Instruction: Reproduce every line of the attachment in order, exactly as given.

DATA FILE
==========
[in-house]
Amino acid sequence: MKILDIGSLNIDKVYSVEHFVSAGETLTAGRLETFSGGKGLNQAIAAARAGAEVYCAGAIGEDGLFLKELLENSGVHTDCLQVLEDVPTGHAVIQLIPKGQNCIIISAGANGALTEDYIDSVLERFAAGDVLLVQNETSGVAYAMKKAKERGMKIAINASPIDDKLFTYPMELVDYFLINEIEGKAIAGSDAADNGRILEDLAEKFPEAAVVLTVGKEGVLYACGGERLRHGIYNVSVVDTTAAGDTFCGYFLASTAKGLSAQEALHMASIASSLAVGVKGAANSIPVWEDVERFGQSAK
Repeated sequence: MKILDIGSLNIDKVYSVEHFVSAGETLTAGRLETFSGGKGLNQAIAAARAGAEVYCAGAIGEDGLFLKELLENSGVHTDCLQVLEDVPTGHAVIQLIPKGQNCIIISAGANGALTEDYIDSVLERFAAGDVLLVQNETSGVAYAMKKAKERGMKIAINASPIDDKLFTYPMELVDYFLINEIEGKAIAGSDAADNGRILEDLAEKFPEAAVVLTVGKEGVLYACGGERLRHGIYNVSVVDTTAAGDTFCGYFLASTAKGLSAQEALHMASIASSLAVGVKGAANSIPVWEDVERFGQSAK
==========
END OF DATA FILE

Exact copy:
[in-house]
Amino acid sequence: MKILDIGSLNIDKVYSVEHFVSAGETLTAGRLETFSGGKGLNQAIAAARAGAEVYCAGAIGEDGLFLKELLENSGVHTDCLQVLEDVPTGHAVIQLIPKGQNCIIISAGANGALTEDYIDSVLERFAAGDVLLVQNETSGVAYAMKKAKERGMKIAINASPIDDKLFTYPMELVDYFLINEIEGKAIAGSDAADNGRILEDLAEKFPEAAVVLTVGKEGVLYACGGERLRHGIYNVSVVDTTAAGDTFCGYFLASTAKGLSAQEALHMASIASSLAVGVKGAANSIPVWEDVERFGQSAK
Repeated sequence: MKILDIGSLNIDKVYSVEHFVSAGETLTAGRLETFSGGKGLNQAIAAARAGAEVYCAGAIGEDGLFLKELLENSGVHTDCLQVLEDVPTGHAVIQLIPKGQNCIIISAGANGALTEDYIDSVLERFAAGDVLLVQNETSGVAYAMKKAKERGMKIAINASPIDDKLFTYPMELVDYFLINEIEGKAIAGSDAADNGRILEDLAEKFPEAAVVLTVGKEGVLYACGGERLRHGIYNVSVVDTTAAGDTFCGYFLASTAKGLSAQEALHMASIASSLAVGVKGAANSIPVWEDVERFGQSAK